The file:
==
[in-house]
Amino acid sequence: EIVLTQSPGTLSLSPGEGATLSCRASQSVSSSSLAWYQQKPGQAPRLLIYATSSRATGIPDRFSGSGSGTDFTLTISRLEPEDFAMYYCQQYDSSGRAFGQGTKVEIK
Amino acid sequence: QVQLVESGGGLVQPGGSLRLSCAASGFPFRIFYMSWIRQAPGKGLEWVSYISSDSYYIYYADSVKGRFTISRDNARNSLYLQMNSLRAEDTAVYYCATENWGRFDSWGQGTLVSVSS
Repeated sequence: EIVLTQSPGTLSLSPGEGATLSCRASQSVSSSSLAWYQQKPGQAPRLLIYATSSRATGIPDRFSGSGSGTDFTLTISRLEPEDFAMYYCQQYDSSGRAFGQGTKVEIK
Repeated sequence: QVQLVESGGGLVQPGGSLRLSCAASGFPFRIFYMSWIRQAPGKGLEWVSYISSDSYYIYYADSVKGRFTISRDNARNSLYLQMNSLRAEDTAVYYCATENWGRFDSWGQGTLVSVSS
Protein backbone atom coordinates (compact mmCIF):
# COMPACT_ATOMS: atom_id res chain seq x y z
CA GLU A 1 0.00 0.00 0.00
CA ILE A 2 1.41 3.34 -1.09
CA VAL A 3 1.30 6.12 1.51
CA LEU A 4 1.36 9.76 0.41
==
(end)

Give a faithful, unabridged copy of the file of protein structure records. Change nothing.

[in-house]
Amino acid sequence: EIVLTQSPGTLSLSPGEGATLSCRASQSVSSSSLAWYQQKPGQAPRLLIYATSSRATGIPDRFSGSGSGTDFTLTISRLEPEDFAMYYCQQYDSSGRAFGQGTKVEIK
Amino acid sequence: QVQLVESGGGLVQPGGSLRLSCAASGFPFRIFYMSWIRQAPGKGLEWVSYISSDSYYIYYADSVKGRFTISRDNARNSLYLQMNSLRAEDTAVYYCATENWGRFDSWGQGTLVSVSS
Repeated sequence: EIVLTQSPGTLSLSPGEGATLSCRASQSVSSSSLAWYQQKPGQAPRLLIYATSSRATGIPDRFSGSGSGTDFTLTISRLEPEDFAMYYCQQYDSSGRAFGQGTKVEIK
Repeated sequence: QVQLVESGGGLVQPGGSLRLSCAASGFPFRIFYMSWIRQAPGKGLEWVSYISSDSYYIYYADSVKGRFTISRDNARNSLYLQMNSLRAEDTAVYYCATENWGRFDSWGQGTLVSVSS
Protein backbone atom coordinates (compact mmCIF):
# COMPACT_ATOMS: atom_id res chain seq x y z
CA GLU A 1 0.00 0.00 0.00
CA ILE A 2 1.41 3.34 -1.09
CA VAL A 3 1.30 6.12 1.51
CA LEU A 4 1.36 9.76 0.41